5 December 2017
We carried out this inspection under Section 60 of the Health and Social Care Act 2008 as part of our regulatory functions. This inspection was planned to check whether the provider is meeting the legal requirements and regulations associated with the Health and Social Care Act 2008, to look at the overall quality of the service, and to provide a rating for the service under the Care Act 2014.
The first day of the inspection took place on 14 September 2017, however as the provider had only recently moved in to their new premises and were still in the process of having their IT systems installed, we decided it was unfair to continue with the inspection. It was decided that we return at a later date once they had settled in. The second day of the inspection took place on the 09 October 2017 and was announced. The provider was given 48 hours' notice that we would be visiting because the location provides a domiciliary care service and we wanted to ensure that someone would be available. The inspection team consisted of a lead inspector and a second inspector on the 14 September and one inspector on the 09 October.
When planning our inspection we looked at the information we held about the service. This included the recent warning notices, notifications received from the provider about deaths, accidents/incidents and safeguarding alerts which they are required to send us by law. We also looked at information from the local authority commissioning teams to identify any information that might support our inspection.
During our inspection we spoke with three people who use the service, three relative, three care staff members, the registered manager, the office manager, the administration manager and the office administrator. We visited the provider’s office and reviewed the care records of three people to see how their care was planned and delivered, as well as their medicine administration records. We looked at the areas identified in the warning notice. We looked at recruitment, training and supervision records for staff. We also looked at records which supported the provider to monitor the quality and management of the service.
5 December 2017
This inspection took place on 14 September 2017 and was announced. We gave the provider 48 hours’ notice that we would be visiting. This was because the provider offers a support service to people living in their own homes and we wanted to make sure that people and staff would be available to speak with us.
Great Care Home Health Care Services Ltd is a community based adult social care service, registered to provide personal care for persons within their own home. They currently provide a service for 20 people.
There was a registered manager in post at the time of our inspection. A registered manager is a person who has registered with the Care Quality Commission to manage the service. Like registered providers, they are ‘registered persons’. Registered persons have legal responsibility for meeting the requirements in the Health and Social Care Act 2008 and associated Regulations about how the service is run.
Great Care was last inspected in July 2017. This inspection was prompted in part by the notification of an incident notifying us of the death of a person that was receiving a service. This incident is still being investigated and as a result this inspection did not examine the circumstances surrounding the incident. However, the information shared with CQC about the incident indicated potential concerns about the management of the service and the safety of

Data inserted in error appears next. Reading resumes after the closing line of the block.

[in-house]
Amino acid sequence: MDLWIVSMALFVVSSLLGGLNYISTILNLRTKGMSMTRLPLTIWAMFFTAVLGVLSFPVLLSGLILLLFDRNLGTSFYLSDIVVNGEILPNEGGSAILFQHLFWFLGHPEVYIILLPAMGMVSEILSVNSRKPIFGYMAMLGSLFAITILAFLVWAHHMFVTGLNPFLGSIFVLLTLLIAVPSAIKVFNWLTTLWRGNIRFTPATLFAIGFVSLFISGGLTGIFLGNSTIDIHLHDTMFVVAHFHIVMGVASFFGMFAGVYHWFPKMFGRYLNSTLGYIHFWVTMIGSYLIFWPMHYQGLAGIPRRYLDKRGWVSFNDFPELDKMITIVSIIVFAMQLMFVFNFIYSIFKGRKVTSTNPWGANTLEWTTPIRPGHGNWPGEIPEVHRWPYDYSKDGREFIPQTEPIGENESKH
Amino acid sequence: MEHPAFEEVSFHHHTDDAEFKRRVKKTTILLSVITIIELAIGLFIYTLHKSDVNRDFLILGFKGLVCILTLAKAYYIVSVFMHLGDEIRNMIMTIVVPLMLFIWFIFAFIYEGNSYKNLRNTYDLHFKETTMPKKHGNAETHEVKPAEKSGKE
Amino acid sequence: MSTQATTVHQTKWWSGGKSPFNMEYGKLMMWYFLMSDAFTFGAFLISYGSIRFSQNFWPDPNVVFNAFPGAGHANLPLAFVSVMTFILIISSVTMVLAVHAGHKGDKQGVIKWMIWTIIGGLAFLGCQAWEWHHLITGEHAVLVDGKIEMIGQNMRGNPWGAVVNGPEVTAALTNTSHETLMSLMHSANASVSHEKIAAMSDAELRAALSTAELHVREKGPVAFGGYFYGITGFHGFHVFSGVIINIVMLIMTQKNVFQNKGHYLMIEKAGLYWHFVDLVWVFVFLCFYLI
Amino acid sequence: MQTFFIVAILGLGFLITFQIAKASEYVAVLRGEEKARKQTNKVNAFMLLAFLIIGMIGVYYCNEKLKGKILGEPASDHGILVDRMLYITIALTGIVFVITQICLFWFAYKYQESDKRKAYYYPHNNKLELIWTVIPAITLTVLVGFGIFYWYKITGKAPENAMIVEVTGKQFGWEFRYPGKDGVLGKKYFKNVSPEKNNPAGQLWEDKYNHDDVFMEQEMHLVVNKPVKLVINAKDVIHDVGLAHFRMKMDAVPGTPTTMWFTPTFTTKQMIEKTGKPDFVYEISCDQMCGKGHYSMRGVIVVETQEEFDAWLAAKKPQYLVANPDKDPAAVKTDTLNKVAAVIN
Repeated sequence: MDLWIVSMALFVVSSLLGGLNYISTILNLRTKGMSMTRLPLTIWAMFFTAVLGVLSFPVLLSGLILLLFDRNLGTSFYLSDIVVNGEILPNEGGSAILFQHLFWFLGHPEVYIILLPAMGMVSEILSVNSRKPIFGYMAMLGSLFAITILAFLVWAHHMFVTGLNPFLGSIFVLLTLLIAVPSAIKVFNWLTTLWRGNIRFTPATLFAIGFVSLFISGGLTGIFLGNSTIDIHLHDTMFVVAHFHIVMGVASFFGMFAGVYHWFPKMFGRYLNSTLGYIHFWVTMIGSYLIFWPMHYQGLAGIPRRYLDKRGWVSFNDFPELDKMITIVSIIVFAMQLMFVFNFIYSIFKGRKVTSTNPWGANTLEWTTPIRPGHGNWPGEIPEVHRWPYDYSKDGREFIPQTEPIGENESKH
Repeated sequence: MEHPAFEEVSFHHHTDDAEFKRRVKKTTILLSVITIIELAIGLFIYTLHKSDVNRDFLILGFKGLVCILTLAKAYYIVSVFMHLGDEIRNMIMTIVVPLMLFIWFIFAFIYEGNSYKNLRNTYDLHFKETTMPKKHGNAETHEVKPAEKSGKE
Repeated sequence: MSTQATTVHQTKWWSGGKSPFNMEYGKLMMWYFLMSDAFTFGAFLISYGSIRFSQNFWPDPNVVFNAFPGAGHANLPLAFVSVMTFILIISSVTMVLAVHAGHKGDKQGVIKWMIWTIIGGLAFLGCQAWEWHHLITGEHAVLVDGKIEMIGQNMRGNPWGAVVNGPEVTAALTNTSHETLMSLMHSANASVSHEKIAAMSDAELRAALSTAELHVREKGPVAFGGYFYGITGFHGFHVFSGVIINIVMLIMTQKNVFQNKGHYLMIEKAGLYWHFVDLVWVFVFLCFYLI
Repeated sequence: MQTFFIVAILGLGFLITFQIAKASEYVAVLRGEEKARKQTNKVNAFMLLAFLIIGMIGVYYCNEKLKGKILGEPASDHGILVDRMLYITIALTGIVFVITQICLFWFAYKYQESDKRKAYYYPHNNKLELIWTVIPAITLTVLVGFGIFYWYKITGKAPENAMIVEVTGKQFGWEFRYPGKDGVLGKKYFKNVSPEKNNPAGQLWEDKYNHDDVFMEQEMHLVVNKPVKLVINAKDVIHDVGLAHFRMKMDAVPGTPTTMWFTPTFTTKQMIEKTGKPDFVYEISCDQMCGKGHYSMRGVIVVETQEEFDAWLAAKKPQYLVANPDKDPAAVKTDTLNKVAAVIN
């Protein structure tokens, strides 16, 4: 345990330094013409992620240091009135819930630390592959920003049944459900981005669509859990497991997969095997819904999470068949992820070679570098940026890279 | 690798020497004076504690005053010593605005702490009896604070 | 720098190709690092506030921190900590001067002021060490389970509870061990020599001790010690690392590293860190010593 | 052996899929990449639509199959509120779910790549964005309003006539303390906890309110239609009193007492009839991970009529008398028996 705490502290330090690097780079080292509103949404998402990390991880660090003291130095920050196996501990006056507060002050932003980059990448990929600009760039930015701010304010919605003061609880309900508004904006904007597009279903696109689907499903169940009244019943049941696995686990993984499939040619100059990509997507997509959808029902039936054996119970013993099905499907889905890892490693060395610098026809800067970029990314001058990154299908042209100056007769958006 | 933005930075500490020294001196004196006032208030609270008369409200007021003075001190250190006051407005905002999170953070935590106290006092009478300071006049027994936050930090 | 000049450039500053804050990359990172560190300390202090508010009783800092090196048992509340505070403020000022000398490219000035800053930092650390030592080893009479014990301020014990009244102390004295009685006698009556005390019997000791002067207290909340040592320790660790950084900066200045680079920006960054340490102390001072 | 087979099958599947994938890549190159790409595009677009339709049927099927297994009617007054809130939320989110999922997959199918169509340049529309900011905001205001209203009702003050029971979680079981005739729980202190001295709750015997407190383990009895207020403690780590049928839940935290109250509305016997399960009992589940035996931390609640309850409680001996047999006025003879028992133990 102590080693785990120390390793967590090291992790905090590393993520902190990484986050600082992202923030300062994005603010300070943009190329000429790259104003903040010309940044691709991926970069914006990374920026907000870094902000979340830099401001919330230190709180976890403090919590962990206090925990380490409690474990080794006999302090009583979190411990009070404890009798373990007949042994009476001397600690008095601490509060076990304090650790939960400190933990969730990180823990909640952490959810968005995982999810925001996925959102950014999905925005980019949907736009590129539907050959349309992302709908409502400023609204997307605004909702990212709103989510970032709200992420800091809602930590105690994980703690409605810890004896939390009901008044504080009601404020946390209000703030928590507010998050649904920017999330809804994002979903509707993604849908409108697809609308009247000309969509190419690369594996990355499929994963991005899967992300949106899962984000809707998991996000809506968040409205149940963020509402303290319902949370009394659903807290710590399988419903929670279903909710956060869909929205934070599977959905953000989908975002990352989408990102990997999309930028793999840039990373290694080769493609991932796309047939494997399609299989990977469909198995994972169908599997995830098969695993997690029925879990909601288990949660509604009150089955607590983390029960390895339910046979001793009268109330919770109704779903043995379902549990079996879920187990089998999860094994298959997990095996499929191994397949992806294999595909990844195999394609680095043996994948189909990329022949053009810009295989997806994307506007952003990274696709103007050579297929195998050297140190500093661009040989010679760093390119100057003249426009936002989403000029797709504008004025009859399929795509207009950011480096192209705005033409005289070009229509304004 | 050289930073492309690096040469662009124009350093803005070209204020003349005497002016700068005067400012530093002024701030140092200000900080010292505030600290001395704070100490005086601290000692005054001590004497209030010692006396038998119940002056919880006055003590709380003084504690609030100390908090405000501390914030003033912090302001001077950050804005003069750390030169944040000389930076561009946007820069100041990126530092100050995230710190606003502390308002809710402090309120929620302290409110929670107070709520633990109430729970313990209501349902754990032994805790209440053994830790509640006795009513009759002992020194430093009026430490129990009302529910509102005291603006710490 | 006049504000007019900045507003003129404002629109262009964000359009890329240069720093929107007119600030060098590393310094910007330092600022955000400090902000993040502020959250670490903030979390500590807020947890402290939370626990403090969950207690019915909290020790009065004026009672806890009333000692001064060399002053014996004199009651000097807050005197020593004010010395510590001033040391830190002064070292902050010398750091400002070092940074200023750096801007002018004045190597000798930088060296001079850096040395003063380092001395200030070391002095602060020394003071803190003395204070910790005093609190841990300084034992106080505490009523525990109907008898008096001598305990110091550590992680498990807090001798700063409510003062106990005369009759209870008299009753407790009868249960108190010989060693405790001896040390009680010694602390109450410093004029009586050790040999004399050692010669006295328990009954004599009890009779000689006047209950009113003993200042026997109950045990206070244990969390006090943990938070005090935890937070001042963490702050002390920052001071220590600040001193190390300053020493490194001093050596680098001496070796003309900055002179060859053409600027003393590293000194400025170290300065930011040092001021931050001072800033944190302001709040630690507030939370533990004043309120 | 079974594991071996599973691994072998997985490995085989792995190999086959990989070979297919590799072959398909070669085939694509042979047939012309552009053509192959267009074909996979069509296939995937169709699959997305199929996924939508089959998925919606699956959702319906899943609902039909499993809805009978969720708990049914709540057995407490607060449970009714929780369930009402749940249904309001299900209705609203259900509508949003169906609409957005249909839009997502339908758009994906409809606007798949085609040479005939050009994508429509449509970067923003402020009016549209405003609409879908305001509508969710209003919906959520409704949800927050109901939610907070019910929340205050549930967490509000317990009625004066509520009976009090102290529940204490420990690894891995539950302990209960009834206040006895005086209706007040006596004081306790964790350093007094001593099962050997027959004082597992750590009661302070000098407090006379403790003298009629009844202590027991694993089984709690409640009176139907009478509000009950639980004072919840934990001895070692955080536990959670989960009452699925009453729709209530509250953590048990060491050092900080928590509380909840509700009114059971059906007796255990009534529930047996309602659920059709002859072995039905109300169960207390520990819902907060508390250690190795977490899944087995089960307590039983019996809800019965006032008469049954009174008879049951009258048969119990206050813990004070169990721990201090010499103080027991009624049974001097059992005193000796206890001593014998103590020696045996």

people. The service was placed in to special measures and served with a warning notice under Regulation 17 of The Health and Social Care Act 2008 (Regulated Activities) Regulations 2014 - Good Governance. And Regulation 12 of The Health and Social Care Act 2008 (Regulated Activities) Regulations 2014 - Safe Care and Treatment.
At this inspection we saw that the provider had met the requirements of the warning notices and will be exiting special measures.
There were quality assurance and auditing systems in place to ensure continual development of the service for the people being supported by the provider, although improvement needed to be made regarding their implementation.
People were kept safe. Staff had received training and understood the different types of abuse and knew what action they would take if they thought a person was at risk of harm. People were kept safe by staff that were able to recognise the signs of abuse and raise concerns if needed. Staff were provided with sufficient guidance on how to support people’s medical needs.
People were supported by staff that had been safely recruited. People felt they were supported by staff with the appropriate skills and knowledge to care and support them.
Staff had the knowledge and skills to enable them to care for people in a way that met their individual needs and preferences. People were supported to make choices and were involved in the care and support they received. Staff had an awareness of the Mental Capacity Act and Deprivation of Liberty Safeguarding (DoLS).
People and relatives were involved in the development of care plans. People’s specific needs were identified and personalised care was provided in line with their needs.
Staff were caring and treated people with dignity and respect. People’s choices and independence were respected and promoted and staff responded to people’s care and support needs.
People and staff felt they could speak with the provider about any concerns and felt they would be listened to and their concerns would be addressed.